The researchers then performed simulations with 5, 10, 20 and 30 bar atmospheric pressure and varied the orbital resonances for both rocky and ocean planets. CO2 turns out to have a strong warming effect in these simulations, which showed that for pressures below about 10 bar, the atmosphere was unstable and began to condense on the poles and dark side of the planet. But denser atmospheres allowed enough heat transport and greenhouse warming to bring temperatures at the surface above the melting point of water, even as CO2 ice clouds frequently formed in the middle atmosphere, similar to the ice clouds we see on Mars.

So is it likely that CO2 partial pressures over 10 bar occur on GJ 581 d? We know nothing about the geophysics of this world, but if a mechanism exists there like the carbonate-silicate cycle we see on Earth, the atmospheric CO2 should stabilize at levels that allow oceans to exist. And of course there are other scenarios, as the authors point out: The planet could have a thick envelope of hydrogen and helium, like the atmospheres of Uranus and Neptune, or it could have no atmosphere at all — remember, GJ 581 is a red dwarf, a star whose frequent flare activity in its youth could have removed the early atmosphere. At this point, we just don’t know.

But the beauty of GJ 581 is that at 20 light years, it’s relatively near to the Earth, unlike most of the stars Kepler is now studying. That means that in the future, we’ll be able to discover which atmospheric scenario applies here by direct spectroscopic observations. The paper goes through the indicators that would help us distinguish between these scenarios, and it’s clear that this is a call we’ll one day be able to make as the technology comes online.

Thus the title of the paper by Wordsworth et al., “Gliese 581d is the first discovered terrestrial-mass exoplanet in the habitable zone,” accepted at Astrophysical Journal Letters (preprint). The caveat is obvious: The fact that a planet is in the habitable zone in some scenarios does not mean that it is actually habitable, but the new paper does tell us that this is a world that merits intense scrutiny, because oceans here are not beyond the realm of plausibility. If that’s the case, Project Icarus may be able to find at least one astrobiologically interesting planet within range of its vehicle after all.


Comments on this entry are closed.

  • djlactin May 10, 2011, 9:58

    I understand why we should assume tidal lock in such systems, but is it an absolute? Recall that Mercury was assumed to be tidally locked until radar observations in 1965 revealed that it actually rotates 3 times per 2 revolutions. Moreover, the 3:2 spin-orbit resonance appears to be due to interactions with the gravitational influences of other planets, particularly Jupiter (http://en.wikipedia.org/wiki/Mercury_planet), so the presence of other (large) planets in the Gliese 581 system might conceivably have a similar (or greater) effect. I think that somebody (not I, mere biologist) should examine this possibility: specifically, how might the atmospheric dynamics of a planet that is not tidally-locked differ from one that is? How would such difference affect opinions of habitability?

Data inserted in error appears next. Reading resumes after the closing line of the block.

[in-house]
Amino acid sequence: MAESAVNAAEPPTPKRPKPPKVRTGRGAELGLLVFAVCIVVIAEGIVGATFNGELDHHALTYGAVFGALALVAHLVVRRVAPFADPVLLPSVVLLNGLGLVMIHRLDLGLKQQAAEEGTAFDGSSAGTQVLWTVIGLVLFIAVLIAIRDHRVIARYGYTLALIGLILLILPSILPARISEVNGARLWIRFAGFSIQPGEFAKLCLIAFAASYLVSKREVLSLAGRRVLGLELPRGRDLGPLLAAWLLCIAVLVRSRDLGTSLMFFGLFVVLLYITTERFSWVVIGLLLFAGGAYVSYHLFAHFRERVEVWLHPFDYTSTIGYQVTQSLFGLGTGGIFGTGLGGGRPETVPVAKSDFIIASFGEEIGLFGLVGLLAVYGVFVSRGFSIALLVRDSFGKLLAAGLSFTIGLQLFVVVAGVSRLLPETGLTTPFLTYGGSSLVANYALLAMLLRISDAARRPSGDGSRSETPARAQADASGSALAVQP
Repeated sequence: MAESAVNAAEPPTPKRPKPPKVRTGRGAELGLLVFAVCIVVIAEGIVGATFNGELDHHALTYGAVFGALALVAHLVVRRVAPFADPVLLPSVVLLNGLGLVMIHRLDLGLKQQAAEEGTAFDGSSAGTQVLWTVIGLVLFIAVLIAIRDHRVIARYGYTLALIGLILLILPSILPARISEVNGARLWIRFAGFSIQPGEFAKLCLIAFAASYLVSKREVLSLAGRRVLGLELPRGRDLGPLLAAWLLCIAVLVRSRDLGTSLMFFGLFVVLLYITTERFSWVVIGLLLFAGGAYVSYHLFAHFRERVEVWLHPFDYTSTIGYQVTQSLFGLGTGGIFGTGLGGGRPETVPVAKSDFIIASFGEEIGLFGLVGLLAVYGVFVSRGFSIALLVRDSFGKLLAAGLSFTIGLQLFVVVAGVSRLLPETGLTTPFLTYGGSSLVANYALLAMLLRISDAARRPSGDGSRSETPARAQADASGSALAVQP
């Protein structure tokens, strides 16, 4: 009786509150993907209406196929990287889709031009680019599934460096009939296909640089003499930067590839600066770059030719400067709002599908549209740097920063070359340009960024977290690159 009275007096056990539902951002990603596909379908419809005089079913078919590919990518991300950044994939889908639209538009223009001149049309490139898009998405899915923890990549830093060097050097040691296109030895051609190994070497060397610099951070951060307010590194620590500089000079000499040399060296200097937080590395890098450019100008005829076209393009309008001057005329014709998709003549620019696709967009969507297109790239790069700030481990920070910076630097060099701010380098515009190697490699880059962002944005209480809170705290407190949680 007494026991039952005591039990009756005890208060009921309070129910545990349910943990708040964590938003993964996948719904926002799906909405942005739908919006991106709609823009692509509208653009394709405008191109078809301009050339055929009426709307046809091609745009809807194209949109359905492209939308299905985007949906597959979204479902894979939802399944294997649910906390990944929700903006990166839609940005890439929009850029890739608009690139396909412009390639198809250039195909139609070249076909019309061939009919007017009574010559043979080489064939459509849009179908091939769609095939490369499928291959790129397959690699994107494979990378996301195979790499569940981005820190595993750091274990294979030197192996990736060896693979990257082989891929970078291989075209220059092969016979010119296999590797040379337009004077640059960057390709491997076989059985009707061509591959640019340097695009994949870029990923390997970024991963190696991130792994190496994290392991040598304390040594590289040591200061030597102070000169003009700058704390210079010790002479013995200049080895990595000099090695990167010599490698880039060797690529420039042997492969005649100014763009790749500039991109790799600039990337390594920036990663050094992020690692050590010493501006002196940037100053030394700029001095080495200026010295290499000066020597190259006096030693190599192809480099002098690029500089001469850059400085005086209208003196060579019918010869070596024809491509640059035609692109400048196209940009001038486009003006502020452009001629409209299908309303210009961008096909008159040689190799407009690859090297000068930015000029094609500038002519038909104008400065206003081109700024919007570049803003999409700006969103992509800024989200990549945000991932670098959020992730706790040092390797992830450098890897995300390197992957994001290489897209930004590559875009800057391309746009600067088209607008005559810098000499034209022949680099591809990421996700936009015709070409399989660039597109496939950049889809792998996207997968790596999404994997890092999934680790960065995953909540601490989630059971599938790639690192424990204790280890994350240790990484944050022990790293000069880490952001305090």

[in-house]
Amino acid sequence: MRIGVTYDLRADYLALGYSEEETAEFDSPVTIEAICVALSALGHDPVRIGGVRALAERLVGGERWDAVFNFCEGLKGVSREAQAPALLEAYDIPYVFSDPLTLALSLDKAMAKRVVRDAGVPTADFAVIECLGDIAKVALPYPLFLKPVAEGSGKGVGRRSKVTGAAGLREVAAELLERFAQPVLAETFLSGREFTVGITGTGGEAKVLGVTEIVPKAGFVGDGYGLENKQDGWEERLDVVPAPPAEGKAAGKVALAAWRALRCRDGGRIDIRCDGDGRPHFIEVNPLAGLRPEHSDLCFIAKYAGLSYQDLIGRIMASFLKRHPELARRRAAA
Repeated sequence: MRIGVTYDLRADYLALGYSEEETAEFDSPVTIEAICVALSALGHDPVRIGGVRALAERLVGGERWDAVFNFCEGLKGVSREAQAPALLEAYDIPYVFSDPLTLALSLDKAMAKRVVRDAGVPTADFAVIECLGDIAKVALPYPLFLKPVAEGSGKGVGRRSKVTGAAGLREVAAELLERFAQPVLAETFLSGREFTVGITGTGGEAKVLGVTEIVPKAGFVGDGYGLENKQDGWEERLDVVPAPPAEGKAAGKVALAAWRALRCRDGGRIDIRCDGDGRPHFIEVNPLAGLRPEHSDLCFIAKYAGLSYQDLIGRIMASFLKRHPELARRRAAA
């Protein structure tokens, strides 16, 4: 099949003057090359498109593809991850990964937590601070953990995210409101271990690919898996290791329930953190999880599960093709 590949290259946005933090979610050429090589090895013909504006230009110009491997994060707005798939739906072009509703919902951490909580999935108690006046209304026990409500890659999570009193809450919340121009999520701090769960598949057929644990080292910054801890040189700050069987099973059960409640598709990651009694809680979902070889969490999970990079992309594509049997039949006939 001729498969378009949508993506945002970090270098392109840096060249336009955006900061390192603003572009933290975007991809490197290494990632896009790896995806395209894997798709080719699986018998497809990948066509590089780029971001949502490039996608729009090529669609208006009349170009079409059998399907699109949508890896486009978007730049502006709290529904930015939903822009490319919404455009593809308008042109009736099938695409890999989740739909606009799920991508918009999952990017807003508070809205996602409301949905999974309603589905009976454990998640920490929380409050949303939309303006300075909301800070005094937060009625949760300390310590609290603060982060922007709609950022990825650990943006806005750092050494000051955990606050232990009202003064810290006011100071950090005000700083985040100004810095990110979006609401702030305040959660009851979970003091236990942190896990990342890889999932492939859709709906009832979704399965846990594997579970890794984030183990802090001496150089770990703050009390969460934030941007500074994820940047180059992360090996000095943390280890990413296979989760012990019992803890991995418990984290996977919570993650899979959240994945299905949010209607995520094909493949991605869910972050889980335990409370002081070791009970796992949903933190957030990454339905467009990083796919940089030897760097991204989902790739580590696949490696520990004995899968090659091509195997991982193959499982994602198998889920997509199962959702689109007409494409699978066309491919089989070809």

• Paul Gilster May 10, 2011, 10:31

    djlactin, the Wordsworth paper does not assume tidal lock for GJ 581 d but investigates it as one possibility. From the paper:

    “As it is most likely either in a pseudo-synchronous state with a rotation period that is a function of the eccentricity, or in spin-orbit resonance like Mercury in our Solar System (Leconte et al. 2010; Heller et al. 2011), GJ581d should have extremely low insolation at its poles and possibly a permanent night side. Regions of low or zero insolation on a planet can act as cold traps where volatiles such as H2 O and CO2 freeze out on the surface.”

    Also this:

    “…at higher pressures we found stable, hot climates with little global temperature variations even in the tidally locked cases, regardless of the choice of microphysical parameters.”

    Total tidal lock does present problems for this planet depending on atmospheric density:

    “We also investigated the possibility that an ice-covered, tidally locked GJ581d with permanent day and night sides could be locally habitable on the day side due to partial melting. However in this scenario, the day side only stayed warm when the atmosphere was thin and hence inefficient at transporting heat. As a result, the planet’s dark side became cold enough for the collapse of even an N2 atmosphere. An ice planet with only a thin sublimation-driven H2 O atmosphere could have dayside temperatures above 273 K and continual transport of H2 O to the dark side, but the low atmospheric pressure would preclude liquid water except in extremely limited sub-surface regions. Clearly, dense, stable atmospheres offer better prospects for habitability.”